The album is referred to as a “meditation on physicality” in the accompanying description. I’ve seen you speak about your preference for human/sensory intuition over software-based means of assembling compositions, and it seems that this physical relationship with sound was already a consideration for you. From your perspective, what does it mean to convey physicality through sound, and how have these thoughts informed your approach to the creation of this record?

Well, abstract sound is something that – from a perceptual angle – is inherently implicating the physical: If we can’t see something that we hear, our nervous system will try to interpret what it is and whether it is a physical thing that we should react to. I realize that ASMR is a fairly trendy thing to be talking about these days, but when I first discovered the wormhole of ASMR videos on the internet, I was taken by how engaged people seem to be with the physicality of sound presented there and the approach to translating sensation. Many of the sounds on this record were considering ways that binaural microphones are used/mis-used in these videos. I developed synthesis/programming techniques that work with those physical qualities, while still reading in a more traditionally “musical” way. I guess I was ultimately looking for interplay between elements that are less ephemeral, less about internalizing and more about engaging with tactility somehow.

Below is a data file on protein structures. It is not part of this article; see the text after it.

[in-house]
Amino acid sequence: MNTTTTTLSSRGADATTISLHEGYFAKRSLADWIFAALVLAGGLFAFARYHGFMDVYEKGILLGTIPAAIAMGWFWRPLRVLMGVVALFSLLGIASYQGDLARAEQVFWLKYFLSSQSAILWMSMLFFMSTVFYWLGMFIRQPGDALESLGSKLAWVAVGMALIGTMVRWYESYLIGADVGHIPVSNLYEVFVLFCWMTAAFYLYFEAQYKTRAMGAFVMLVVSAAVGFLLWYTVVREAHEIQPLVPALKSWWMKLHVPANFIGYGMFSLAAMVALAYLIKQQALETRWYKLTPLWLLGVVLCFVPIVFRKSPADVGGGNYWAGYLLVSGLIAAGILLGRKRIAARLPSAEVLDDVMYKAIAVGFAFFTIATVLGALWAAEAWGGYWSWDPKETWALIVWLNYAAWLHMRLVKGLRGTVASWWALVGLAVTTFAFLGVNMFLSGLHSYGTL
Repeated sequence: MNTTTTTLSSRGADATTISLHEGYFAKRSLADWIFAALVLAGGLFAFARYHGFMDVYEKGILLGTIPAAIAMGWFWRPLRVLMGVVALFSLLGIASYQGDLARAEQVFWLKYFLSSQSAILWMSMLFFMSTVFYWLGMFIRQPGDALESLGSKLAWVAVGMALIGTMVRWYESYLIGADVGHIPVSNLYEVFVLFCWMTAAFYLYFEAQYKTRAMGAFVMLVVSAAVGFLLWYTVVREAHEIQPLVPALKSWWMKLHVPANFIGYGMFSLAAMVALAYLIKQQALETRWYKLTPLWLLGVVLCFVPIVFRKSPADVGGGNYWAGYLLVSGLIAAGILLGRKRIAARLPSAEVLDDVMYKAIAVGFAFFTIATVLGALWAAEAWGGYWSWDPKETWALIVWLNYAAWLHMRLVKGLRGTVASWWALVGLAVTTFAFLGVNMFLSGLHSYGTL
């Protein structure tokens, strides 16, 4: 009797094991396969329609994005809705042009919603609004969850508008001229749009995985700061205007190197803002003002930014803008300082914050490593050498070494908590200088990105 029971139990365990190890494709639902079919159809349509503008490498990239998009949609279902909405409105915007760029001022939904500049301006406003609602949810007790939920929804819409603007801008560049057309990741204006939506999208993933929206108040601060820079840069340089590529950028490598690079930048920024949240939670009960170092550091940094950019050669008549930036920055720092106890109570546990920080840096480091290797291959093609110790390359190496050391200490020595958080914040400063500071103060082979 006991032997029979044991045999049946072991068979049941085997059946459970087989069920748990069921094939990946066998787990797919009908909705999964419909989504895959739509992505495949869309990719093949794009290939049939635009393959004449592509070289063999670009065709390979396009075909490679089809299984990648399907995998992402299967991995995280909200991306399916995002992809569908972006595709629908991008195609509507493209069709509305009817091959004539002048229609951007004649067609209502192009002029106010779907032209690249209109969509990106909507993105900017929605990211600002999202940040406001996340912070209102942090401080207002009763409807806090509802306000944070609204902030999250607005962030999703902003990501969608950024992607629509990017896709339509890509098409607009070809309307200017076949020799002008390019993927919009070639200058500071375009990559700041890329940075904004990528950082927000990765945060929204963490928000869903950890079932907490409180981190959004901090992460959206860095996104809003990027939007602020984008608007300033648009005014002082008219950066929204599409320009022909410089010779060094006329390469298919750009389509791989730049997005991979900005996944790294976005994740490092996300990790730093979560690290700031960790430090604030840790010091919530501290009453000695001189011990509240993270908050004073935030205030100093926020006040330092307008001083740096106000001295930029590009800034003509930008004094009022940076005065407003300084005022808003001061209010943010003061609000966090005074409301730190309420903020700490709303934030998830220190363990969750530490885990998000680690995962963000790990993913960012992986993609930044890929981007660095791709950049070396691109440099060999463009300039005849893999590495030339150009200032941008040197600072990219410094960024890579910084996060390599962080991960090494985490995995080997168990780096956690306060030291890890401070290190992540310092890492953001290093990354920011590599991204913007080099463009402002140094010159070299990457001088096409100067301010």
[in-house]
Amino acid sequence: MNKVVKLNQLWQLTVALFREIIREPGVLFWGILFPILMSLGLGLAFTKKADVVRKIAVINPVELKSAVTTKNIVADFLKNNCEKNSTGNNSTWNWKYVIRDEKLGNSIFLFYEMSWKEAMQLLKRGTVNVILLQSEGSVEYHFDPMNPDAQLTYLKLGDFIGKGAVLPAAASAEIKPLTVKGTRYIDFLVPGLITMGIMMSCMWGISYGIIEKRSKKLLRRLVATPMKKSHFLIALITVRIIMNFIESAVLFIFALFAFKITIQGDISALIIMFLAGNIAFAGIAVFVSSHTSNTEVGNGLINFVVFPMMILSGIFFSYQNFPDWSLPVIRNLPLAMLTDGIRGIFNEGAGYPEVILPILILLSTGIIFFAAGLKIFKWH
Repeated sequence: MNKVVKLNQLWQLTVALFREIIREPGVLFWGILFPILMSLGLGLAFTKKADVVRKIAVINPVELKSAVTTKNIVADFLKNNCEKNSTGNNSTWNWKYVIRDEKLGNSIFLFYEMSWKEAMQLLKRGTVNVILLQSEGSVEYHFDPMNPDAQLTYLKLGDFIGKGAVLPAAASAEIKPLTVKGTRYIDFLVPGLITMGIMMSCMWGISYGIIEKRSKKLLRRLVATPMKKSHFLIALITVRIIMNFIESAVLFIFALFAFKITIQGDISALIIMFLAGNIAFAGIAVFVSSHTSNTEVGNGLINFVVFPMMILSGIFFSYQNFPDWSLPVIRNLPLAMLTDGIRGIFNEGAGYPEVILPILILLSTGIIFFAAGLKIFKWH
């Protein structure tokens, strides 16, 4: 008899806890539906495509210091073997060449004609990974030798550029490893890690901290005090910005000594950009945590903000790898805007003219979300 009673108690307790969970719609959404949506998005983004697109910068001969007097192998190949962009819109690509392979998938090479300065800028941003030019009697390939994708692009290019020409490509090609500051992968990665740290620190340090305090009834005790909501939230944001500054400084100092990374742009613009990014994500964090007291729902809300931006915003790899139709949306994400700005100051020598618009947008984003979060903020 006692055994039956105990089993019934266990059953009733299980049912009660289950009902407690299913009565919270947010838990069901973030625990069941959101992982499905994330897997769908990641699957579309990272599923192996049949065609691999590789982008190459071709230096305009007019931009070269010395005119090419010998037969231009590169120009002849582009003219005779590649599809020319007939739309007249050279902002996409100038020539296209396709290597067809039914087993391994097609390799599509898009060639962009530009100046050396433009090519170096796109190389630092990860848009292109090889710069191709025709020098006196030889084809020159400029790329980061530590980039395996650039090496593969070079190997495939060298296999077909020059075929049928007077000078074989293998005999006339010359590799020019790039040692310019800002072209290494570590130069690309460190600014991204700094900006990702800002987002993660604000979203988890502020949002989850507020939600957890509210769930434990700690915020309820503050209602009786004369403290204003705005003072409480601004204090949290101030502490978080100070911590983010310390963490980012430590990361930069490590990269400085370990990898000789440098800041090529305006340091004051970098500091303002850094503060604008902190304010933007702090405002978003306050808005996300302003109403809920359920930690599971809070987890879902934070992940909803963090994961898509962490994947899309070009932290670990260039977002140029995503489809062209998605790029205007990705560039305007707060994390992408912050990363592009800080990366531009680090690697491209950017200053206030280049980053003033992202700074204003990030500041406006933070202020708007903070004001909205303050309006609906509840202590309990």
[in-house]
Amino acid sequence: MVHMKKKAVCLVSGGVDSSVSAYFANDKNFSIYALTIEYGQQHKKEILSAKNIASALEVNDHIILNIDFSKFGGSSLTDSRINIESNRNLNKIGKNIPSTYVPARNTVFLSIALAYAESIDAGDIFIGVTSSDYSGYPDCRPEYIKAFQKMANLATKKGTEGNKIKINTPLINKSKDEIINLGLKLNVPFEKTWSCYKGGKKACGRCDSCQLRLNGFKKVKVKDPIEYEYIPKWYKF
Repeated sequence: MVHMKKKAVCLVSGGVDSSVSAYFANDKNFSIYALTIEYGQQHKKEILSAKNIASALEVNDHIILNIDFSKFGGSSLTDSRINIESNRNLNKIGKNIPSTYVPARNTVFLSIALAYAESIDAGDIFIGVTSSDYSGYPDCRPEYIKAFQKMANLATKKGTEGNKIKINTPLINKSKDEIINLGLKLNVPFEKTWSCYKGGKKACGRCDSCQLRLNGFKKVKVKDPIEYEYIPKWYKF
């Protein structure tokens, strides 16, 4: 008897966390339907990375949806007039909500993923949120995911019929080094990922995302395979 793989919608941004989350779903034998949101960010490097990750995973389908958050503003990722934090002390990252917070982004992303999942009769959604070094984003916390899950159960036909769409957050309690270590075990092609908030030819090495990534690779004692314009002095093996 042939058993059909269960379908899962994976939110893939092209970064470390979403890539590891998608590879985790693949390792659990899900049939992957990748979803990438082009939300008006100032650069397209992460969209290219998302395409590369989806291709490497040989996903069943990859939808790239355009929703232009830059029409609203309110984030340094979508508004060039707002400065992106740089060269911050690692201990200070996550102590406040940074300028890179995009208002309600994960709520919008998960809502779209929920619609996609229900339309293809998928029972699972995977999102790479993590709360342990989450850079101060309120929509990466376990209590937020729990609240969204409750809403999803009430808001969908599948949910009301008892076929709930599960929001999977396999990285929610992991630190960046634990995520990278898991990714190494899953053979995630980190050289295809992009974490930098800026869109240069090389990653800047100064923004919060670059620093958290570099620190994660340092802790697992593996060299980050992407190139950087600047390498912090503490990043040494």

Beyond the album and track titles, the record is sonically rife with these allusions to human body and human behaviour. “What We Mean When We Say Body Language” has a drone running through it that appears to emulate overtone singing, while some of those rhythms have a soft, almost sensually haptic texture to them (like skin depressing and bouncing back against my fingers). It’s possible that your answer to this question is already covered by the one prior, but to what extent is the album concerned with the presence of body within sound?